YOUTH GROUP
U-Report Improves Access to Information in Mozambique — By Girls, For Girls
Nov. 20, 2017
BY NELSON RODRIGUES, UNICEF MOZAMBIQUE INNOVATION SPECIALIST
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Where we started: Two years ago we realized that girls in Mozambique had few places to access free, reliable and confidential information about Sexual and Reproductive Health (SRH) and HIV/AIDS. In collaboration with Government counterparts, a national youth coalition, and UNFPA, we deployed SMS BIZ/U-Report, a platform that enables information sharing and engagement via SMS.

The SMS BIZ/U-Report service is free to join and use, thanks to specific agreements with the three telecom operators in Mozambique that guarantee free unlimited SMS packages until 2020. Adolescents and young people sign up by texting ”JOIN” to 9 22 22. A group of 24 adolescents and young adults (50% girls) are trained as peer counsellors to respond to SMS text inquiries received.

Where we are now: SMS BIZ/ U-REPORT, has exceeded expectations with over 110,000 active adolescents and youth registered at the end of September 2017. But wait, where are the girls? With a ratio of 60% boys to 40% girls, we asked ourselves, why not 50/50?

The Innovation Gender Challenge, launched in 2017 by the Office of Innovation and Gender Section in UNICEF Headquarters presented us with an opportunity to get creative about finding solutions to increase the engagement of adolescent girls. And we are always up for a challenge! In this case, we aimed to increase the number of girl U-Reporters to reach gender parity and to enhance our U-Report content to specifically address gender priorities alongside other office colleagues’ programming efforts.

Brainstorming with in-country partners led us to focus on enhancing the user experience – how young girls join and stay actively engaged with the service. We know that “word-of-mouth” references are powerful; people trust services that other people refer them to. But sometimes those who girls trust the most are not those they see every day. This knowledge became the impetus behind the focus on Girl-to-Girl (G2G) subscriptions. It resulted in a new feature on the platform that would encourage girls already on the platform to invite other girls to join the service, no matter how close or far they were from each other.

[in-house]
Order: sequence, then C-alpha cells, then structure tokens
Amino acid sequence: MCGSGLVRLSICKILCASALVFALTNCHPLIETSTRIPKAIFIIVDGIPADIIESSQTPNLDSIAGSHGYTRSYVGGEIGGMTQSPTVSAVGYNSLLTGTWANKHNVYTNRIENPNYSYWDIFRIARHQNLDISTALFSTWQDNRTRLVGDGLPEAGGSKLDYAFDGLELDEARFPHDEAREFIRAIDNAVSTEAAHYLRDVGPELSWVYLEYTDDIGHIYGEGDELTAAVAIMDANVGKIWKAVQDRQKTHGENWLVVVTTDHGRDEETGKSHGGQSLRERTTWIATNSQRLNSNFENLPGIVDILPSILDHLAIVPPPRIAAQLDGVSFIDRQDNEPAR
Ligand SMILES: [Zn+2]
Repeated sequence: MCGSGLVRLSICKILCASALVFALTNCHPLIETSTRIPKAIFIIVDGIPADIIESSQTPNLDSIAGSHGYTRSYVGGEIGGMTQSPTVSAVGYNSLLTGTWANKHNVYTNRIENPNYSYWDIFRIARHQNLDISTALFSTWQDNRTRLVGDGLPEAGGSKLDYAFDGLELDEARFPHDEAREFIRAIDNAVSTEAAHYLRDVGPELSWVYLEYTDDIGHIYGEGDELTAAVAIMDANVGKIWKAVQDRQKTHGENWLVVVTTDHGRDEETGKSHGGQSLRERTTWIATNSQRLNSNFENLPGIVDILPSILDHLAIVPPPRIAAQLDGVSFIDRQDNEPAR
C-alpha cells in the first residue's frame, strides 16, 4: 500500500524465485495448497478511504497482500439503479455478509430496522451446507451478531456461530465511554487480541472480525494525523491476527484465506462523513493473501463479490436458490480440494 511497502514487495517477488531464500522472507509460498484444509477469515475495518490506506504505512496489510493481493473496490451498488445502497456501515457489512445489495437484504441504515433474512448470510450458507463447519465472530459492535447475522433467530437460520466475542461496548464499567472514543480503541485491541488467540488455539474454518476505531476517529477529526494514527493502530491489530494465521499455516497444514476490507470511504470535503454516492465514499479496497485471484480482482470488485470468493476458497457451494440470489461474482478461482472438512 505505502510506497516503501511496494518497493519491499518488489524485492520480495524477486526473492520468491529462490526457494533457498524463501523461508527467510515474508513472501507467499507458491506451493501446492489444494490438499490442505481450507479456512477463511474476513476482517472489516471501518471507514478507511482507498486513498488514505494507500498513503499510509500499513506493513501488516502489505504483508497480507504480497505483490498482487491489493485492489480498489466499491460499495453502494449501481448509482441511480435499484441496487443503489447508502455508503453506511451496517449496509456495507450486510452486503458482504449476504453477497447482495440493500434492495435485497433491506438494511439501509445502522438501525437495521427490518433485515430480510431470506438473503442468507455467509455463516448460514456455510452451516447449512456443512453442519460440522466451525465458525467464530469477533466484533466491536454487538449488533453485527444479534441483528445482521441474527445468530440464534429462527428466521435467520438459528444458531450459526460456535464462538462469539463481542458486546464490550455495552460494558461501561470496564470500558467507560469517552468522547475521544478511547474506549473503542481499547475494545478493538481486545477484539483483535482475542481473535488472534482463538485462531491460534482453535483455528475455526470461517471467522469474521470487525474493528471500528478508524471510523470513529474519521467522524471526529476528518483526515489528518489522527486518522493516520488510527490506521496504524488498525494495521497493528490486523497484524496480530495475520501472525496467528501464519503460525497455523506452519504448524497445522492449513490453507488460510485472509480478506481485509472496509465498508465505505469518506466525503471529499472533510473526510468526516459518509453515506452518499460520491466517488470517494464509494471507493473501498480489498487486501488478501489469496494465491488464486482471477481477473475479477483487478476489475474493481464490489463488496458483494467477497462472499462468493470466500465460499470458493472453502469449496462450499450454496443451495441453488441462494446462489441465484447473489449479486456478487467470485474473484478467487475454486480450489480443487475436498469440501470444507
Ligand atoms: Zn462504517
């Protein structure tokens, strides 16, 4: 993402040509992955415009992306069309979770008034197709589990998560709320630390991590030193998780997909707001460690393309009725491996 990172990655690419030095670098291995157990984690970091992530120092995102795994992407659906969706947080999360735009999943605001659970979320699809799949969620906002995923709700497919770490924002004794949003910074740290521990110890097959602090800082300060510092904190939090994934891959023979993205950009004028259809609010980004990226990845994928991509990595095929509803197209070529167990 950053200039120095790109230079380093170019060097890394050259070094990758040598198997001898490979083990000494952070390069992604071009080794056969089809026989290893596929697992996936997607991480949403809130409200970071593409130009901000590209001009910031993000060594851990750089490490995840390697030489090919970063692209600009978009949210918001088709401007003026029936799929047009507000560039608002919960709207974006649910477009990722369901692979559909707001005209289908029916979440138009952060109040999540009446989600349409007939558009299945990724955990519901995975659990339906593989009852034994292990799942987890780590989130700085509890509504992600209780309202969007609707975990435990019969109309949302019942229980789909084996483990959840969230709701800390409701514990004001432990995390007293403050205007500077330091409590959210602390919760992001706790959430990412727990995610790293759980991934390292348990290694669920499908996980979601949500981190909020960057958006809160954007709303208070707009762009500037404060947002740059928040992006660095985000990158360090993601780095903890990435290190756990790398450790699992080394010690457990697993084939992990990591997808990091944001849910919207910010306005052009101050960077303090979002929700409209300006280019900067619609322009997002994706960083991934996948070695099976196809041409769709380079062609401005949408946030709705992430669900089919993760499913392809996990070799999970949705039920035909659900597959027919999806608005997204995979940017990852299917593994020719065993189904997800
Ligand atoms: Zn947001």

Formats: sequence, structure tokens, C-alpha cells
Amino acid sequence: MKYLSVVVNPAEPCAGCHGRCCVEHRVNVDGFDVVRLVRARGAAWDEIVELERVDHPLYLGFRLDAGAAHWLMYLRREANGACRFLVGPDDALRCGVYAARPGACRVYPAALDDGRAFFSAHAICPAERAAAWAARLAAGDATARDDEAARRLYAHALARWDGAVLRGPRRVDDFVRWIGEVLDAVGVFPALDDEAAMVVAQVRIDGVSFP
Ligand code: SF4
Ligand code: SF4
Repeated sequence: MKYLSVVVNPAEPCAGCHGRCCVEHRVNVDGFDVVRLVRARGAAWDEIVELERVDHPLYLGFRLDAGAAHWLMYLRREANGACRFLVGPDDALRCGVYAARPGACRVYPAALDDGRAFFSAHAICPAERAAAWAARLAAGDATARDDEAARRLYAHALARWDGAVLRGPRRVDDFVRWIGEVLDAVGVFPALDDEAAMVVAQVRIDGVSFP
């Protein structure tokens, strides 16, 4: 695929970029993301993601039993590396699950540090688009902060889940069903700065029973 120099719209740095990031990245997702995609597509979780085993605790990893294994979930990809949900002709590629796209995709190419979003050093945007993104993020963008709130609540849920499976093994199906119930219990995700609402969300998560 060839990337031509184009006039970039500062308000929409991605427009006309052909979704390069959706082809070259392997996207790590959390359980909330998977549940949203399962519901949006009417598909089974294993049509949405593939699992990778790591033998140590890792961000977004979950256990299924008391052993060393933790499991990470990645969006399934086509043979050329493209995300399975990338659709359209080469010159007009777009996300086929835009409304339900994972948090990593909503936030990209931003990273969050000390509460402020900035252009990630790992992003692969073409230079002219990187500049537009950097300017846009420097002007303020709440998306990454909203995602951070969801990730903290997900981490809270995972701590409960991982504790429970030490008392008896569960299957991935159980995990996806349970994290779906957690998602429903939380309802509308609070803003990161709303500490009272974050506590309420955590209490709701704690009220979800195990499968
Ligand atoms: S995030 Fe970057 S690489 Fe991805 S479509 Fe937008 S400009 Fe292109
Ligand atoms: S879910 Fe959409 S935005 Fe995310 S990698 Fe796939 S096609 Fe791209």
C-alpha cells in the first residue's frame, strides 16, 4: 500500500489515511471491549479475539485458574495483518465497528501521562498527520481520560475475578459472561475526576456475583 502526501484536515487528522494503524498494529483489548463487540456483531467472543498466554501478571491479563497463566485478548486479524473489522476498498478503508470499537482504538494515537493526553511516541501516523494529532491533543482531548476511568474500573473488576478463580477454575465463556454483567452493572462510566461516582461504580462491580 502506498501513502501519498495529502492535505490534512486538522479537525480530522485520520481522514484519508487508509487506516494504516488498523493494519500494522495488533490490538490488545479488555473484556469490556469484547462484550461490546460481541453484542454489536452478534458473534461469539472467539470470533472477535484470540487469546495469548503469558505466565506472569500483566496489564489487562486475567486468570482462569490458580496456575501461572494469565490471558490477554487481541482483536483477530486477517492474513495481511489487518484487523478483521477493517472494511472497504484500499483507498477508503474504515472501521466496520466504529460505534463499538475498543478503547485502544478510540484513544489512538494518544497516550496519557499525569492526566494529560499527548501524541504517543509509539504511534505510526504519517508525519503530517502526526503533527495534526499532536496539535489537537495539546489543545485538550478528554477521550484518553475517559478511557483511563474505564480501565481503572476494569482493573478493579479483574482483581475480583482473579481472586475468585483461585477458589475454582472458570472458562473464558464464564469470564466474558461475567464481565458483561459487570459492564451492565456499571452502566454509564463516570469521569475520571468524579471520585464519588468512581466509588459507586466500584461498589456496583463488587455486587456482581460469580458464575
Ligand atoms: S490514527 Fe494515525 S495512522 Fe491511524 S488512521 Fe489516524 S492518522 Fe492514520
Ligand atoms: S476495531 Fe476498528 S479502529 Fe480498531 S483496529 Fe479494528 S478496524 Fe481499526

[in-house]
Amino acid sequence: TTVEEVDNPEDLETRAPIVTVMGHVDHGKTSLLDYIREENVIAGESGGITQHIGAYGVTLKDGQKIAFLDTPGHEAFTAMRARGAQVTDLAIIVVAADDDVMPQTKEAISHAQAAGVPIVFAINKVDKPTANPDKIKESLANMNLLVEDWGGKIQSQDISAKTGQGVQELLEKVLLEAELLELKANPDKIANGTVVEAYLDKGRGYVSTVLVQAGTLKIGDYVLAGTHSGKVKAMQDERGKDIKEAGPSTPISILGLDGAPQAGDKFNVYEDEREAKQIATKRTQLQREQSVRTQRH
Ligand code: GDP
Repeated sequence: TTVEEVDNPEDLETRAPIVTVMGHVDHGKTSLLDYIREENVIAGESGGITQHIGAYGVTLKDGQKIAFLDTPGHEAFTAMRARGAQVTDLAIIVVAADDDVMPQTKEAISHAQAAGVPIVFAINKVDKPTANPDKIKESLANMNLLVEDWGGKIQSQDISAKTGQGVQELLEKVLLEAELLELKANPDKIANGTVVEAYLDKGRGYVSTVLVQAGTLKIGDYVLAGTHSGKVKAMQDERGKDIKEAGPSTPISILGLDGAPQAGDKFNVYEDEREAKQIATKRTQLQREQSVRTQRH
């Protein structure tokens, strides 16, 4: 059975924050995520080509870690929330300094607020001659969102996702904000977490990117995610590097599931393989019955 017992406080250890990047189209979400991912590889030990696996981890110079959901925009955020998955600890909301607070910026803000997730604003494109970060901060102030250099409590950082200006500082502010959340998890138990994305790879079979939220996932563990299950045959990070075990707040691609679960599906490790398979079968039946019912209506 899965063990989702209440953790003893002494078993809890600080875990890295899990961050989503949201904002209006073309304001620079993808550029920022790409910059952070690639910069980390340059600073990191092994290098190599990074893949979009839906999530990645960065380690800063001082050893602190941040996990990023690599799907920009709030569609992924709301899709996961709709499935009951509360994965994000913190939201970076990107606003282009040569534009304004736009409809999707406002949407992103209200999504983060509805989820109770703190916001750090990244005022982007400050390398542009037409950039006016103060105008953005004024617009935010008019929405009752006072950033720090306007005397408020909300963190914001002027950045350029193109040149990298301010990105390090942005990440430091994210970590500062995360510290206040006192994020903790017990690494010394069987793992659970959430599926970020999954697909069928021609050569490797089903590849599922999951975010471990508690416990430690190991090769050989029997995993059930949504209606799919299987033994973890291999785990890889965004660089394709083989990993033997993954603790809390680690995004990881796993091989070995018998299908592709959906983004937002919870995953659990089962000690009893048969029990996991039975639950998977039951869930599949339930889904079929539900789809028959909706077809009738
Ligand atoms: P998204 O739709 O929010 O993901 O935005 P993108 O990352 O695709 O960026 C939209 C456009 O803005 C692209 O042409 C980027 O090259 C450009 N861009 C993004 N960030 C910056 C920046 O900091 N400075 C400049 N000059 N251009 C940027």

How it works. It is simple, we made it a game with rewards! Registered girls are asked to text ‘Convidar’ (meaning invite) as well as the phone number(s) of other girls they would like to invite to 9 22 22. Once verification of the inviter’s registration status is confirmed, invites go out to the provided invitees’ phone numbers. For every girl signed up, the inviter gets 1 point. The first 5 girl users that reaches 50 points, they receive a reward, composed by a simple smartphone and a SMS BIZ/U-Report customized t-shirt and cap. The reward is a gesture to thank her for contributing to building up a strong network of young girls who can now receive free, reliable and confidential information on SRH, HIV, ending violence and child Marriage and other important issues.

Raima Francisco Manjate, one of our stellar peer counsellors, officially launched the G2G feature on the International Day of the Girl on October 11th, with an intervention at the National Girls Conference organized in the context of the UN Joint programme Action for Girls, funded by the Swedish Government. The results have been OUTSTANDING. In only 72 hours, more than 8,600 girls successfully registered, decreasing the gender gap of overall users, with a new a ratio of 44% girls to 56% boys, increasing the overall registration to 123,800 users.

Way Forward. Developing and launching this feature has confirmed a few of our hunches, and taught us a few things. We know girls want to get involved, but it is essential that we continuously find ways to make that possible. We know gender equality is crucial in achieving sustainable development and are committed to finding innovative solutions that complement other efforts to accelerate girls’ access to information on social issues that matter to them and everyone. Finally, the Innovation Gender Challenge encouraged us to critically think through ways of integrating gender into our innovation practices, celebrate this success, and come to work tomorrow ready to continue taking up the challenge for and with girls- powered by the needs, wants and dreams of these young Mozambicans.

Original story can be found here : http://unicefstories.org/2017/10/26/mozambiqueureport/

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